DETROIT – Ford Motor is set to be the first automaker to bring a mainstream, full-size electric pickup to the U.S. market, poised to capitalize on a first-mover advantage in what’s expected to be a hotly contested segment in the years to come.
Ford CEO Jim Farley said the company plans to scale production of its electric F-150 Lightning pickup faster than its competitors, with plans to increase production of the Lightning at a plant in Dearborn, Michigan, to 150,000 units in the next year or so, up from an initial target of 40,000 vehicles.
That would dwarf plans of Rivian Automotive and General Motors, which are expected to be in the tens of thousands. Both are already producing and selling pricier electric pickups in smaller and larger truck segments.
Other companies, specifically EV start-ups, have previously touted the electric pickup as a massive opportunity, but have so far failed to execute on a large scale.
“In this market, being a first-mover is a very, very important move,” Farley told CNBC. “We didn’t know we’d be first, but we worked fast in case we were, and it’s worked out that way. I think it could be one of the most important advantages we have.”
Ford is “confident” it can hit its 150,000 production target, according to Farley. He said the company has secured the lithium-ion batteries needed for that level of production – a major concern of investors and Wall Street analysts. Ford also will prioritize supplies of semiconductor chips, which have been a major supply chain problem for more than a year, for the Lightning, Farley said.
“We’re not joking. We think this is as big a product as when the Model T came out for us,” Farley said, referring to Ford’s flagship product that is credited with being the catalyst for mass adoption of vehicles from horse and buggies beginning in 1908.
Some believe the F-150 Lightning could be the first true test of whether Americans are ready to adopt electric vehicles that aren’t Teslas. The pickup is also crucial to Ford’s $42 billion truck franchise and retaining its decades-long sales dominance as America’s best-selling truck and vehicle with its F-Series pickups.
While Rivian’s R1T electric pickup was the first to market last year, it’s a smaller vehicle than the Lightning and priced starting at $67,500. GM also started shipping its GMC Hummer EV pickups at the end of last year, but they’re larger than the F-150 Lightning and initially priced at about $110,000.
The F-150 Lightning starts at about $40,000 for a work-oriented version and $53,000 – only thousands of dollars over the average price paid for a new vehicle – for a consumer pickup.
Ford has started saleable production of the F-150 Lightning. The automaker is expected to begin shipping the new electric trucks to dealers within days.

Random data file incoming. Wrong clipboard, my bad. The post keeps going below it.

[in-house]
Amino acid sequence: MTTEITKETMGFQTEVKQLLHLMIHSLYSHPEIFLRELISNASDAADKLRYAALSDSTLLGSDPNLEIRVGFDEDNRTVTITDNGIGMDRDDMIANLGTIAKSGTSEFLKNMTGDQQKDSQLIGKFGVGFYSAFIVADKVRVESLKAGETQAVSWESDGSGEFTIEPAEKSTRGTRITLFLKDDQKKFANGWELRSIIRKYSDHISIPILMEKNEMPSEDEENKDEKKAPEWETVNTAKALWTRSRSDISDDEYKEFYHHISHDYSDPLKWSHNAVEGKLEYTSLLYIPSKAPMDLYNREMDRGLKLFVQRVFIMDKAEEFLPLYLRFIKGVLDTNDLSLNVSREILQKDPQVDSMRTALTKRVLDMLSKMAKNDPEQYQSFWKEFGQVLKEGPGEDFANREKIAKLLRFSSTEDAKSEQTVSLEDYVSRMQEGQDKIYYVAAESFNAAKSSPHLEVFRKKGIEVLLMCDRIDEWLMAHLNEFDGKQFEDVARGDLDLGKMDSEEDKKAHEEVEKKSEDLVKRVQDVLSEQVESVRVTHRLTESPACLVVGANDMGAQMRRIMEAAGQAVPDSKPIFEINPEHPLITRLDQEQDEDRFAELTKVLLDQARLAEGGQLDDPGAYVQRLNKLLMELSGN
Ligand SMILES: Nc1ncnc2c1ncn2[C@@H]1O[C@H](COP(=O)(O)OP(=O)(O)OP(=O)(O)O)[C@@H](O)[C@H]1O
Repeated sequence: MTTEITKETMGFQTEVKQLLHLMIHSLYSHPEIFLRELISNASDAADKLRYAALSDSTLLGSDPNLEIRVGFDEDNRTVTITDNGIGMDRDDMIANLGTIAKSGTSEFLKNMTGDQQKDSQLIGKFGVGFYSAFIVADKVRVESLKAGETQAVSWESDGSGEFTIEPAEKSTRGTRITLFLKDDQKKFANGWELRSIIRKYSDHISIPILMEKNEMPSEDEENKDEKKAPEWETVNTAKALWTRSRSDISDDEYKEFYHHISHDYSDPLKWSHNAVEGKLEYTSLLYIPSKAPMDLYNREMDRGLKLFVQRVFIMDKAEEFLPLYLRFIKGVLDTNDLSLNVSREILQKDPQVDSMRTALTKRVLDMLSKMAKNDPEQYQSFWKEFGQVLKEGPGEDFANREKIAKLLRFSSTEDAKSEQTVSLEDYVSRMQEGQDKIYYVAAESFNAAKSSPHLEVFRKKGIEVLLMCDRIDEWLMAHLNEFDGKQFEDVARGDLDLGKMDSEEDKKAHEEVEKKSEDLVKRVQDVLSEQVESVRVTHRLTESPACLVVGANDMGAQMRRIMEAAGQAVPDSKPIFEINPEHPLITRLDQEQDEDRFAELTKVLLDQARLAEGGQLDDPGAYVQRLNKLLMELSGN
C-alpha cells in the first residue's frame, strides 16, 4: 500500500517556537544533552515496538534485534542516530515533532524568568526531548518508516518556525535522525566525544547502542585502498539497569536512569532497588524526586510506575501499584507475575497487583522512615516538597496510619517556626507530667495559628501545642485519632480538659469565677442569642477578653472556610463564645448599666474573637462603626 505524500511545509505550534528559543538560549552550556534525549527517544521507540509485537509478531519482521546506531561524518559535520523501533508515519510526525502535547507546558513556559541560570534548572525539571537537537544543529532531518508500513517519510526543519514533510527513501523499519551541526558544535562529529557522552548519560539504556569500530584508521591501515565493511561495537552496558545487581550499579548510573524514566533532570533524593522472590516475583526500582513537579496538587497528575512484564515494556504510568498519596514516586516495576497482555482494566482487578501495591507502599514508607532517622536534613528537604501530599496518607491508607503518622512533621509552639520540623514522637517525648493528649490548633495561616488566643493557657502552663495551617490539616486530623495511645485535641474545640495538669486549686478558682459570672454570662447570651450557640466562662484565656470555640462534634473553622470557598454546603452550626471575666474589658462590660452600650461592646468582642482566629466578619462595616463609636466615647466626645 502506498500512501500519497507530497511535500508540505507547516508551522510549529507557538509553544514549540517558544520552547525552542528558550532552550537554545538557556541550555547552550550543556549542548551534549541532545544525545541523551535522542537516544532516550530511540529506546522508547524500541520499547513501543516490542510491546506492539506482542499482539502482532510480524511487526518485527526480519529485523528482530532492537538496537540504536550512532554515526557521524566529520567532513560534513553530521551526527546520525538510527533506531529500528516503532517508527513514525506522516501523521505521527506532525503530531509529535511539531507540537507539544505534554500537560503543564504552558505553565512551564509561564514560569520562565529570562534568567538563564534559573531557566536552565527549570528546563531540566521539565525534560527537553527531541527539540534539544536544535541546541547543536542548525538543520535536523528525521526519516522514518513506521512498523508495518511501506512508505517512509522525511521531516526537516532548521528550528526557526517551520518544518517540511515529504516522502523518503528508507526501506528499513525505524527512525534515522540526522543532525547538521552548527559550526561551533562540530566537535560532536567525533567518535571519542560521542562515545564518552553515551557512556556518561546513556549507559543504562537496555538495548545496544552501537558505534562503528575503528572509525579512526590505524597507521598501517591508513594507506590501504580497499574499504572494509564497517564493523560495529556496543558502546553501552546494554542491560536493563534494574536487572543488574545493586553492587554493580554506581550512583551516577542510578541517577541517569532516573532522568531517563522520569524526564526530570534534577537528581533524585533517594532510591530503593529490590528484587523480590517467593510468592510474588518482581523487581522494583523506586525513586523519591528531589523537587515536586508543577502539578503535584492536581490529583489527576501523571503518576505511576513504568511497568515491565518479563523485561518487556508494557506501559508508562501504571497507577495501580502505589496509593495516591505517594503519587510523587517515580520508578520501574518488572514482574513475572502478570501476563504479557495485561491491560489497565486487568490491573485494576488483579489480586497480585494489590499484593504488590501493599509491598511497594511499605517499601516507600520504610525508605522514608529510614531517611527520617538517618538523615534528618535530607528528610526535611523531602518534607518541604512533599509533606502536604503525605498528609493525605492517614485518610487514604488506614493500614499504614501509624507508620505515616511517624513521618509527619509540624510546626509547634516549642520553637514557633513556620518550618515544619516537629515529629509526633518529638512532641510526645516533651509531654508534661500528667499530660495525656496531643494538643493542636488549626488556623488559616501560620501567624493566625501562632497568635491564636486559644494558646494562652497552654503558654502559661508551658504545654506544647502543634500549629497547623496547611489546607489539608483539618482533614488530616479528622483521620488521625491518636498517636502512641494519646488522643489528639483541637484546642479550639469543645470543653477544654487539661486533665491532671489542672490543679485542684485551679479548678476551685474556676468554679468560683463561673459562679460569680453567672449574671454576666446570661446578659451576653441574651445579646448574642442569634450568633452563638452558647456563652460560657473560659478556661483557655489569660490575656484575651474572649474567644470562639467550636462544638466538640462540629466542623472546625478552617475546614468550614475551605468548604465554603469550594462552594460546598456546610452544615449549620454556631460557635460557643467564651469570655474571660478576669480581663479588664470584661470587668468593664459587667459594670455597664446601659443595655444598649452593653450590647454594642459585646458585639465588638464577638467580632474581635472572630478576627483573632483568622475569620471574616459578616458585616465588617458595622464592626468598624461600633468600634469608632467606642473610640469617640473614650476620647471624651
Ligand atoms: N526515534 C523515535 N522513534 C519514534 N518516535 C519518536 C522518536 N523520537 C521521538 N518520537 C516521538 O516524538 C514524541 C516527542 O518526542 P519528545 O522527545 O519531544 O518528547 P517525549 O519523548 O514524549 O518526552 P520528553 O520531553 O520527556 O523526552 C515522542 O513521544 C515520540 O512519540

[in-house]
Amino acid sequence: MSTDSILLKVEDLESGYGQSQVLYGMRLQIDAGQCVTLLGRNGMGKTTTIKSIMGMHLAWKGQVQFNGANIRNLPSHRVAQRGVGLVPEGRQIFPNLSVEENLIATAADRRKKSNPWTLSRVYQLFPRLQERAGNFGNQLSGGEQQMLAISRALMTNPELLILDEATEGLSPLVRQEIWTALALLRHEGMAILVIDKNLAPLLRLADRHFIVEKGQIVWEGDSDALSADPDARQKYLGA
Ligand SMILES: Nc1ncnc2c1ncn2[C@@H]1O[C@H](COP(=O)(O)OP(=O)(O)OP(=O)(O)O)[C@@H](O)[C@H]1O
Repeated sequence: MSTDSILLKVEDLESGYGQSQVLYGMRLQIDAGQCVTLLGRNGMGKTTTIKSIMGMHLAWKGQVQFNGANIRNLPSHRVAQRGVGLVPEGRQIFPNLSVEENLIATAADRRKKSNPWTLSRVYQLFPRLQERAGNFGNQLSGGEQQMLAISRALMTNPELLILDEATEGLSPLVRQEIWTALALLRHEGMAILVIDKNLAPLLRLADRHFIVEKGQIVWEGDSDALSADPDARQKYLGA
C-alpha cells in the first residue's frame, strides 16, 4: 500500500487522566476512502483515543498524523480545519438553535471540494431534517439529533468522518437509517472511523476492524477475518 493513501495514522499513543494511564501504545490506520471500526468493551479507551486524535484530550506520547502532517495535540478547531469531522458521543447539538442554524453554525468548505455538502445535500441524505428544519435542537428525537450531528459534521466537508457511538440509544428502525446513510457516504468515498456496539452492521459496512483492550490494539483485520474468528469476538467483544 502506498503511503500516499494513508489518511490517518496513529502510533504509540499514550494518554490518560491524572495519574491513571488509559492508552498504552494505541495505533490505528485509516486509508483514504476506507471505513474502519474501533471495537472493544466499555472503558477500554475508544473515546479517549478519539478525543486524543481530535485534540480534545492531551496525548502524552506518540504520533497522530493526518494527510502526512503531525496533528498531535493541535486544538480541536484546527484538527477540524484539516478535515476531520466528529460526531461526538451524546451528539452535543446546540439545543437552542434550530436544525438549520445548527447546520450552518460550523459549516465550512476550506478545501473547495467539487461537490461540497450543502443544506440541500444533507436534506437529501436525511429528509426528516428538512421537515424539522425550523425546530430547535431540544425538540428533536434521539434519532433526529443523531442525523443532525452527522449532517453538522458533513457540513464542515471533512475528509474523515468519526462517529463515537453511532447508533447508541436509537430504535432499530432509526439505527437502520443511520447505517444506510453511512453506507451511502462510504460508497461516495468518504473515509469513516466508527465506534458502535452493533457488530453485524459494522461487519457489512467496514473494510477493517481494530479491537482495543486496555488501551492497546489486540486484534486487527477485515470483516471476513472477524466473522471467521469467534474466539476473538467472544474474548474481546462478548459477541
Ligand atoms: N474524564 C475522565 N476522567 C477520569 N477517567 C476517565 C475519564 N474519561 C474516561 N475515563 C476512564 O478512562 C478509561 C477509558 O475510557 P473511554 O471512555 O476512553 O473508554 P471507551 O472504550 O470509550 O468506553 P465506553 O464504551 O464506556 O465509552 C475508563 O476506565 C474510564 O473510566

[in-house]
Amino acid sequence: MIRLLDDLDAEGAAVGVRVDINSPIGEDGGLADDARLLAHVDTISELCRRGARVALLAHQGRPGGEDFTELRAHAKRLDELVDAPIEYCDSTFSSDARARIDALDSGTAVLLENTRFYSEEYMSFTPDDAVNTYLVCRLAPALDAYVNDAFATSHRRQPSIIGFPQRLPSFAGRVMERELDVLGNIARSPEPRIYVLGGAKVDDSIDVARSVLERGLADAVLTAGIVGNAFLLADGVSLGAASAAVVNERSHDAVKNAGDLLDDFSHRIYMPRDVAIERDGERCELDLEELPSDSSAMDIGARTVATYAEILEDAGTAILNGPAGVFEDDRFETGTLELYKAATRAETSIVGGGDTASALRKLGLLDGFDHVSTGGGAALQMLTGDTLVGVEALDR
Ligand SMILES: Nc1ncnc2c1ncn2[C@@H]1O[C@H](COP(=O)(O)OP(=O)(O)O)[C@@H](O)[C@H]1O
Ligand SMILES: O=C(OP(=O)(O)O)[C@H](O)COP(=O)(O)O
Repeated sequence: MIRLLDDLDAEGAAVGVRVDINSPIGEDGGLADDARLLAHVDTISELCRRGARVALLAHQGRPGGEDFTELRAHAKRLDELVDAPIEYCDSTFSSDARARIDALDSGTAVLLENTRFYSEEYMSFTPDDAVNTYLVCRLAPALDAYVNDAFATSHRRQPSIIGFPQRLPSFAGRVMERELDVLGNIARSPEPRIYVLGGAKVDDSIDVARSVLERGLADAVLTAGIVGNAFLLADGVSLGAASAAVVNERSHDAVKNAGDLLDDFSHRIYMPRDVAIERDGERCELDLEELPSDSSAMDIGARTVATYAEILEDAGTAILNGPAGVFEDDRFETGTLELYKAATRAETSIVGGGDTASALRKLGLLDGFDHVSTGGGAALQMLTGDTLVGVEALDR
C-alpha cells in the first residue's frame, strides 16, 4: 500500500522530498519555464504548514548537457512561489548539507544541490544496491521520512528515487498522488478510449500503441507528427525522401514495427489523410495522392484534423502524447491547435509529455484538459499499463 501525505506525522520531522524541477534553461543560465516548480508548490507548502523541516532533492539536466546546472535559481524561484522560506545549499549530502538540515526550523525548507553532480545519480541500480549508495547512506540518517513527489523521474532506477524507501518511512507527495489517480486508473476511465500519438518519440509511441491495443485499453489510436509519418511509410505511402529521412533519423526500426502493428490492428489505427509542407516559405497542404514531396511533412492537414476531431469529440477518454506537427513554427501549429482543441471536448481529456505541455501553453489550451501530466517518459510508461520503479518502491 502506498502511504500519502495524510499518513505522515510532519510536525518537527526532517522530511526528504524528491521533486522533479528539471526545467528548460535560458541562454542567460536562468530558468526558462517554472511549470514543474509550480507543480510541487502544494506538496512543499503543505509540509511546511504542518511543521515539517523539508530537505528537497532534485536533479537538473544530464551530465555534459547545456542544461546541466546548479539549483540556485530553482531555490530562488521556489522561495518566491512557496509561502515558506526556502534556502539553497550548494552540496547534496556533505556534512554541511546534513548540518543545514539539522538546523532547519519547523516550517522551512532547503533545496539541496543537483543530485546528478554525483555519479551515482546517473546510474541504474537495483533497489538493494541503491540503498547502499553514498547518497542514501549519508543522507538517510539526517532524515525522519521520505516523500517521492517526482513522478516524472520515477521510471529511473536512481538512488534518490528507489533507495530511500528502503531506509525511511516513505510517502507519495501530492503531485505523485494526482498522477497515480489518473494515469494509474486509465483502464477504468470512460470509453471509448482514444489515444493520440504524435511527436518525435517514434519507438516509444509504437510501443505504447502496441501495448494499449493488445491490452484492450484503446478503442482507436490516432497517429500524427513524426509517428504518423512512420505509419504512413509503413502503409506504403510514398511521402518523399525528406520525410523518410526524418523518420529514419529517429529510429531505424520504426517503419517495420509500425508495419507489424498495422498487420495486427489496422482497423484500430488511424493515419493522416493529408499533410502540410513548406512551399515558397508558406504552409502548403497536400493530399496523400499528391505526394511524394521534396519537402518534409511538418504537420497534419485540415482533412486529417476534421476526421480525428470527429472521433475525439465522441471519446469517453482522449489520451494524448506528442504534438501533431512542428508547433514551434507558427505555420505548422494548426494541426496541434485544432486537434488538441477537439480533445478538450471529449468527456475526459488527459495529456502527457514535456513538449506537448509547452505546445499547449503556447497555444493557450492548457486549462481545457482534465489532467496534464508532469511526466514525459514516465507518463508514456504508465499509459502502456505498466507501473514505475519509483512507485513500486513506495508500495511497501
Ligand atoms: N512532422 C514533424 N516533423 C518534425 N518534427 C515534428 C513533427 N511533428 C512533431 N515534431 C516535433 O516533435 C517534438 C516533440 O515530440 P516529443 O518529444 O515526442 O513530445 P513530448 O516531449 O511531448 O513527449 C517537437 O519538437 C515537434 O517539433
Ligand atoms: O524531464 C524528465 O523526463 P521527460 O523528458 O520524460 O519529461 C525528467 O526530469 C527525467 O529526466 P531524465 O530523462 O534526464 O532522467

First to receive the F-150 Lightning will be select commercial, or fleet, customers and the 200,000 reservation holders who have placed $100 refundable deposits for the vehicle since it was unveiled last May. It could take Ford more than a year to fulfill those orders, according to Farley.
That time frame is longer than historical lead times for such vehicles but is still expected to be sooner than other EVs. New orders for the Hummer EV aren’t expected to be fulfilled until 2024, and Rivian only expects to produce 25,000 vehicles this year.
Farley said the company is sharing the F-150 internal combustion engine plant, which should help it hit between 150,000 and 200,000 production units a year.
“We build a million F-150s a year. We know how to do this. And we have incredible scale,” he said.
Ford’s recipe for profitability with the F-150 Lightning is indeed scale. The Lightning shares parts such as seats, doors and much of the vehicle’s interior with its traditional gas-powered siblings to assist with supplier pricing and development.
It’s a different strategy than GM, Rivian and Tesla, which all have unique electric truck platforms. And it’s a strategy that assisted Ford in getting the vehicle to market.
The parts sharing is also expected to assist with increasing production, but it’s opened the company up to criticism that a dedicated EV platform is preferred. Ford eventually expects to build a dedicated EV platform at a new plant in Tennessee.
Unlike the Hummer and R1T, Ford is making it a massive point to target fleet customers with the F-150 Lightning. About 20% to 30% of initial production will be for those customers, however Farley said he believes the demand from companies and work customers could eventually surpass the consumer market.
LMC Automotive expects the U.S. electric pickup truck market to increase from about 25,000 vehicles this year to 1 million or so by 2030. The five electric pickup models available this year is expected to jump to 21 over the next decade.
The race to release electric pickups was largely sparked by Tesla and other EV start-ups eyeing the segment, which the Detroit automakers have dominated for decades.
Ford’s F-Series, which includes the F-150 pickup and its larger siblings, has been America’s best-selling vehicle for 40 straight years and the industry’s top-selling truck for the 45 years. Neither are titles Ford wants to relinquish when it comes to electric pickups.
“We’re not going to cede the future to anyone,” Farley told CNBC last year. “Our electric strategy is very specific. We’re going to invest in segments where we’re the dominant player and we have scale, like the F-150, the Transit van, our Mustang.”
Ford has announced plans to ramp production capabilities to 2 million EVs by 2026, as it seeks to become the second-largest seller of such vehicles, behind Tesla, by that time. Its crosstown rival, GM, has said it plans to surpass Tesla in domestic EV sales by 2025.
Both automakers have a lot of catching up to do against Tesla, which accounted for roughly three out of four electric vehicles sold during the first quarter of this year.
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